Here’s something to think about the next time you advertise on Facebook:
It’s estimated there are over a BILLION fake accounts, meaning Facebook would have just over HALF of its proclaimed 2 billion users. TwitterAudit estimates that only 40% to no more than 60% of the users on Twitter are real, and AARP estimates that nearly half of all calls to mobile phones this year will be fraudulent – a DRAMATIC uptick in fake spam calls. I also read (although where escapes me) that three of the largest text-messaging bureaus have all been caught falsifying delivery numbers by four to as much as 20 times what the actual delivery rate was.
NONE of this surprises me. For years I’ve had to teach clients how to look at Google Analytics to remove all the bots that inflate visits/ hits to the site and make it appear your site is not converting. Usually, it’s better than 50% of the traffic. Facebook has constantly been at the center of advertising fraud, getting sued by ad buyers who discovered the platform was exaggerating the number of minutes users were watching videos. Recently both Kylie Jenner and Katy Perry lost millions of followers after Instagram conducted a cleanup of fake accounts. Given these celebrities get paid based on followers, this is a BIG problem for them. At some point, everyone’s gonna have to wake up and realize that social media is a giant swamp full of FAKE and HATE. Fake views, users, followers, clicks, reach, activities, etc., and those who ARE there are full of piss and vinegar. It’s no wonder these platforms want to drive out direct response marketers like US – we actually count and MEASURE what matters.
Don’t get me wrong – we absolutely use Facebook, and it does work for us when strategically incorporated into a multi-step, multimedia campaign, and mostly when used for existing clients. However, if I had to pick an ESSENTIAL media, it would not make it on the list. We get the most QUANTITY of leads from it, but not the highest QUALITY. On the top, by FAR, would be public speaking to select audiences. Second would be good old-fashioned direct mail with phone follow-up; that is STILL one of the top-performing media we use, and OUR audience is technically savvy, which makes you MORE likely to respond online. Yet it’s direct mail that keeps our seminars full. Even e-mail is shaky for us, with over 80% never even receiving it, much less opening and reading it. If your market skews slightly older (45+) and is B2B, then direct mail – more specifically, OFFLINE marketing – absolutely needs to be an “essential” media for you.
Not just MORE leads but productive leads is what matters.
Peter Verlezza, CEO of SMB Networks and long-term member and client-coach, purchased a FAX machine so he could send and receive messages from his target audience: practice managers of independent medical offices. Laugh if you want, but many medical practices STILL are heavily reliant on faxes and don’t like to use e-mail to respond to invitations and campaigns. Some practice managers don’t have a “company” e-mail and are using their own Gmail or Yahoo account, thereby making it even less attractive to opt-in for anything online. Further, they like paper and ink. HIS audience requires fax, NOT Facebook. It’s an ESSENTIAL media.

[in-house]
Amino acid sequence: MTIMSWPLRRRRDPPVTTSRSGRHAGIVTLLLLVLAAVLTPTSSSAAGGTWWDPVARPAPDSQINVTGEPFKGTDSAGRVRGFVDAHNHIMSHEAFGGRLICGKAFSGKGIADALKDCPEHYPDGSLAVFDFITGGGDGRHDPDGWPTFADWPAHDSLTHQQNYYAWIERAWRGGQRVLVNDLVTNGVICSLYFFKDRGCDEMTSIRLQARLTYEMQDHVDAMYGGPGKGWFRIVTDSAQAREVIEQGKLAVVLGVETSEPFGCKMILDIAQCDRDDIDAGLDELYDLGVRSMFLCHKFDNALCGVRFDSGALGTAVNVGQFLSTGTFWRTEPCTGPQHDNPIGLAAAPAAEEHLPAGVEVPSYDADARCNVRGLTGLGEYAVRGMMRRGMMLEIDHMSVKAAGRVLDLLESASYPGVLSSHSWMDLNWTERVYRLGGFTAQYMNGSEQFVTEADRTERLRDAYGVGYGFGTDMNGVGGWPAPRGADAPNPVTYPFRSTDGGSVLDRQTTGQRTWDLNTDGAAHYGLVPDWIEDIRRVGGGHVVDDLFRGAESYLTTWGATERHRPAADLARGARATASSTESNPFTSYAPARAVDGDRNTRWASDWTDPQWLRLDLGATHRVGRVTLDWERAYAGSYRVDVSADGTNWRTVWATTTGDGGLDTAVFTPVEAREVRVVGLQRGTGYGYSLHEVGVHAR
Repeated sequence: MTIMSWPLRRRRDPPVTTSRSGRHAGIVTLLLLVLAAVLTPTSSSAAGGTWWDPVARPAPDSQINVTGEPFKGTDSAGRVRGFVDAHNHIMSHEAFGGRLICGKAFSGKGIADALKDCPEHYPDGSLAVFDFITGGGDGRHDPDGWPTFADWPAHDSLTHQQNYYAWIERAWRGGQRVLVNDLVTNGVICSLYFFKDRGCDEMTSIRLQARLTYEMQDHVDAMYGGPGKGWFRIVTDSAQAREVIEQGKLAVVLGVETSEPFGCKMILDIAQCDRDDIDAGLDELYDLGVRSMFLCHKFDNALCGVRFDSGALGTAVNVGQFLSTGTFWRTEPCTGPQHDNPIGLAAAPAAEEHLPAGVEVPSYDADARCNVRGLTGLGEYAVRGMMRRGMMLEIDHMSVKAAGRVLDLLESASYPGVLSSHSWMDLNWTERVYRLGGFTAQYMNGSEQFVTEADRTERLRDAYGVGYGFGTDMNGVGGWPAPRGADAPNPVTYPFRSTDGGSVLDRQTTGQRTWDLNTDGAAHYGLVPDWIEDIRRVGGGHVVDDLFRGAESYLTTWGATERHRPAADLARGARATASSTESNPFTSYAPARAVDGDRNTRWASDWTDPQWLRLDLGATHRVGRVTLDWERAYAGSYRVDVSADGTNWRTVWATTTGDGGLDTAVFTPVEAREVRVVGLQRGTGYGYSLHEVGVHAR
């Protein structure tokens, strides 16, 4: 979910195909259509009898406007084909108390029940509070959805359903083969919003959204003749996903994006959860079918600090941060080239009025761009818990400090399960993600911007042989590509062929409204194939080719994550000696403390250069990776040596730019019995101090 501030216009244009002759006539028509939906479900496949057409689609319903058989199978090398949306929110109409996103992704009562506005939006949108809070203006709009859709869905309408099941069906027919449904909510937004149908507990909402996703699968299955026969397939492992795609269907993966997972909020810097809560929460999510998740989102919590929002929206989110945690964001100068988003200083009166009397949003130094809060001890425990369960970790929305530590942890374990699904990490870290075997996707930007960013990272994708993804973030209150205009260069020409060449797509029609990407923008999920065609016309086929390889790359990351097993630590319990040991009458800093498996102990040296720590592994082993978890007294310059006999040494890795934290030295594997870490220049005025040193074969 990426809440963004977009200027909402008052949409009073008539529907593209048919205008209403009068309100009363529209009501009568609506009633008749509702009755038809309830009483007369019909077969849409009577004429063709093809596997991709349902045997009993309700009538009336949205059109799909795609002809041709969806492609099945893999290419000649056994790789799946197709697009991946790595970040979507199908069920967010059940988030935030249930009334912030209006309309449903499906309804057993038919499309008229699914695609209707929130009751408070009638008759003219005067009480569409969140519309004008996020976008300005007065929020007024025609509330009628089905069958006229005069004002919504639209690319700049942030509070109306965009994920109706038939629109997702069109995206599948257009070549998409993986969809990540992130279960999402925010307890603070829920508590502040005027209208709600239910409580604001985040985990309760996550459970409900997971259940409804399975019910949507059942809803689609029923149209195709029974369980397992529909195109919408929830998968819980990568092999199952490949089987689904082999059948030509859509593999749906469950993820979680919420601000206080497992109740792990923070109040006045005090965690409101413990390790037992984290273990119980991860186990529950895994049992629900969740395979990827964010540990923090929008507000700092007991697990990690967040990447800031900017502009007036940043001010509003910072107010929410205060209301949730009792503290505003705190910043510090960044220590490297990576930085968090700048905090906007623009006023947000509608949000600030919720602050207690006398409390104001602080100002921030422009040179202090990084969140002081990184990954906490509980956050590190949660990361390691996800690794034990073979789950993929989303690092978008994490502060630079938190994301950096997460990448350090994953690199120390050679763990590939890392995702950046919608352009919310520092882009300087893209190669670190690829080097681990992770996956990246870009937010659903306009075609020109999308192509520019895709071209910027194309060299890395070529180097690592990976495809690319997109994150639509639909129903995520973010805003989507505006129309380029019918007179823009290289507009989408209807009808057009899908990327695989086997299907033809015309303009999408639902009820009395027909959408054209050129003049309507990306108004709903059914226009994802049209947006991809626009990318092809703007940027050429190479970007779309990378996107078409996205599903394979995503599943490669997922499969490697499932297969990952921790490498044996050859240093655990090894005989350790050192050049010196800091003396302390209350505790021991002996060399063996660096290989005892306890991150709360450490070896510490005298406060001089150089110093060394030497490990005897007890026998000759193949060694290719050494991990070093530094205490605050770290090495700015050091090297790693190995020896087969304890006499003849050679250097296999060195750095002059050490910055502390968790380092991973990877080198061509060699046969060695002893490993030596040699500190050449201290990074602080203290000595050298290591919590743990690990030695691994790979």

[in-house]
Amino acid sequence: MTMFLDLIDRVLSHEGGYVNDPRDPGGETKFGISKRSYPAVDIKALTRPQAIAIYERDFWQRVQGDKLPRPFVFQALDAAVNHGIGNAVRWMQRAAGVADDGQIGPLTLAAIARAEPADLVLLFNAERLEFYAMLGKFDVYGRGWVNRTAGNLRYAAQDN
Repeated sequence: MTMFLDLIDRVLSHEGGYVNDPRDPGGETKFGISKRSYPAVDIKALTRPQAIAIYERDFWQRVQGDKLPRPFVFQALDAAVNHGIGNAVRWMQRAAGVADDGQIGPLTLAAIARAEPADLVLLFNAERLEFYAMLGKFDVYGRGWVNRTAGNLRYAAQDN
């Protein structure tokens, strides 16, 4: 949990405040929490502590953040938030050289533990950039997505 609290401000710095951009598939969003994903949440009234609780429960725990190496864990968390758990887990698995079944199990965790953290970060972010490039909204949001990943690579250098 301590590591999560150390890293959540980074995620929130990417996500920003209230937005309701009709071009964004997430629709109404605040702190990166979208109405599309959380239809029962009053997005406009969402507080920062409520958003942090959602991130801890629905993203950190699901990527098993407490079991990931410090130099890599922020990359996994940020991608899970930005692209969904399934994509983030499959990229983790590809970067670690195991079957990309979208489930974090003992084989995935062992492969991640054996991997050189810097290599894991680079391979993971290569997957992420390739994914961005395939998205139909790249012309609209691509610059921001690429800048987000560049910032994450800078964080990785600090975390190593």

As I’ve long taught, the MEDIA is driven by your chosen MARKET – not what’s easy, what’s “affordable” or based on your personal preferences. I stress the use of multimedia SEQUENCES to get maximum results, with at least one or more of the touches being OFFLINE. This is what is now required to get reasonable response rates to prospecting campaigns. If you stubbornly refuse to get offline, refuse to use a multimedia approach OR you ignore the communication preferences of your chosen market, you’re pushing a rope uphill.
But a bigger point to be made here: don’t confuse ACTIVITY with ACHIEVEMENT.
Yes, you’re busy … but busy doing what? Blogging, posting, tweeting incessantly when you cannot tie it to bringing in paying clients is a time suck that takes you away from REAL productivity. At our annual Boot Camp, one of the sponsors had only 30 people in his session, but he commented that it was a FAR more productive investment of marketing dollars and time because the 30 that were there were productive, INTERESTED BUYERS. He went on to tell us that the week before, he sponsored another event with over 100 in the room, but they weren’t engaged and weren’t people who could give him money; therefore the SMALLER more lucrative group was, in his mind, a much better investment. SMART. I desperately wish all sponsors were that sophisticated in their viewpoint of marketing. All too often sponsors come away grumpy because we didn’t give them the attendee list to spam. They count success in hashtags and followers and number of e-mail addresses gotten, NOT in how many PRODUCTIVE leads they acquired, how many SALES they generated. They should take a chapter out of this guy’s book.
I know personally a number of authors and speakers who are FAR more visible and well-known than I am, with MILLIONS of subscribers/viewers/followers – but I have a real, profitable and stable business and income, and they do not. They may have more recognition, but I have more dollars. They have a higher ranking on SEO, but I have an unshakable reputation and status in my chosen industry, my chosen target audience – NOT the public. In the past I’ve burned through a LOT of money trying to compete to be first online, to have the highest rankings, the biggest lists, the most subscribers/followers/fans/etc., only to waste my time and money, even after getting to the top of the mountain. It’s tempting to want to compete for “public” measures of success, but it’s an empty goal, driven by ego over common sense. I no longer confuse visibility with profitability. You mustn’t either.